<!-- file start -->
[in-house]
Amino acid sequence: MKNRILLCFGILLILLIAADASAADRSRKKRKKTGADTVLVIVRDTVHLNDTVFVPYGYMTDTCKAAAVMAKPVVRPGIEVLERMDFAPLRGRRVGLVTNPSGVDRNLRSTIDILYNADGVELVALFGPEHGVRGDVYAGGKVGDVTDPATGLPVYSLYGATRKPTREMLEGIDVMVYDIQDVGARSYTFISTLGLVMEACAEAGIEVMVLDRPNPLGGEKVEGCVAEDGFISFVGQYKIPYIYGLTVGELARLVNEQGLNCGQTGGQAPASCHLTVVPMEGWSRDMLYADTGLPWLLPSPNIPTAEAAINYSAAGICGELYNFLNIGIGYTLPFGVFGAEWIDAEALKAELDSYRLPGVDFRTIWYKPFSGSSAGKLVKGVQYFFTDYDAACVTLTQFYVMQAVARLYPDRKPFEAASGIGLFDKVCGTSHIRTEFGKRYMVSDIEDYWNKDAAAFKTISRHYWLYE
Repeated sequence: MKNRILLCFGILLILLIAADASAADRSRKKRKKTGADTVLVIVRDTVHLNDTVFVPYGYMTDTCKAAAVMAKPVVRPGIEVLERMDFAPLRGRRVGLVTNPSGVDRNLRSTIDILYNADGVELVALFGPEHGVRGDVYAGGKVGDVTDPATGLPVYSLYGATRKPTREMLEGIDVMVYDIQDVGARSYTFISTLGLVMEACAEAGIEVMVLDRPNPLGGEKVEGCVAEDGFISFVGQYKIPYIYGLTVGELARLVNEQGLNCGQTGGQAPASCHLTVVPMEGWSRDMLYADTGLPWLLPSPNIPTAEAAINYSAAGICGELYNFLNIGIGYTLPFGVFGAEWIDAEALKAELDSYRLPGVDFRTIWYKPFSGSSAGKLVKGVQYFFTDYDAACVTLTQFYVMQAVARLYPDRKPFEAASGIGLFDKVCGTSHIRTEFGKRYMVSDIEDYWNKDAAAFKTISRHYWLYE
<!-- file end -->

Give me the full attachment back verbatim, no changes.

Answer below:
[in-house]
Amino acid sequence: MKNRILLCFGILLILLIAADASAADRSRKKRKKTGADTVLVIVRDTVHLNDTVFVPYGYMTDTCKAAAVMAKPVVRPGIEVLERMDFAPLRGRRVGLVTNPSGVDRNLRSTIDILYNADGVELVALFGPEHGVRGDVYAGGKVGDVTDPATGLPVYSLYGATRKPTREMLEGIDVMVYDIQDVGARSYTFISTLGLVMEACAEAGIEVMVLDRPNPLGGEKVEGCVAEDGFISFVGQYKIPYIYGLTVGELARLVNEQGLNCGQTGGQAPASCHLTVVPMEGWSRDMLYADTGLPWLLPSPNIPTAEAAINYSAAGICGELYNFLNIGIGYTLPFGVFGAEWIDAEALKAELDSYRLPGVDFRTIWYKPFSGSSAGKLVKGVQYFFTDYDAACVTLTQFYVMQAVARLYPDRKPFEAASGIGLFDKVCGTSHIRTEFGKRYMVSDIEDYWNKDAAAFKTISRHYWLYE
Repeated sequence: MKNRILLCFGILLILLIAADASAADRSRKKRKKTGADTVLVIVRDTVHLNDTVFVPYGYMTDTCKAAAVMAKPVVRPGIEVLERMDFAPLRGRRVGLVTNPSGVDRNLRSTIDILYNADGVELVALFGPEHGVRGDVYAGGKVGDVTDPATGLPVYSLYGATRKPTREMLEGIDVMVYDIQDVGARSYTFISTLGLVMEACAEAGIEVMVLDRPNPLGGEKVEGCVAEDGFISFVGQYKIPYIYGLTVGELARLVNEQGLNCGQTGGQAPASCHLTVVPMEGWSRDMLYADTGLPWLLPSPNIPTAEAAINYSAAGICGELYNFLNIGIGYTLPFGVFGAEWIDAEALKAELDSYRLPGVDFRTIWYKPFSGSSAGKLVKGVQYFFTDYDAACVTLTQFYVMQAVARLYPDRKPFEAASGIGLFDKVCGTSHIRTEFGKRYMVSDIEDYWNKDAAAFKTISRHYWLYE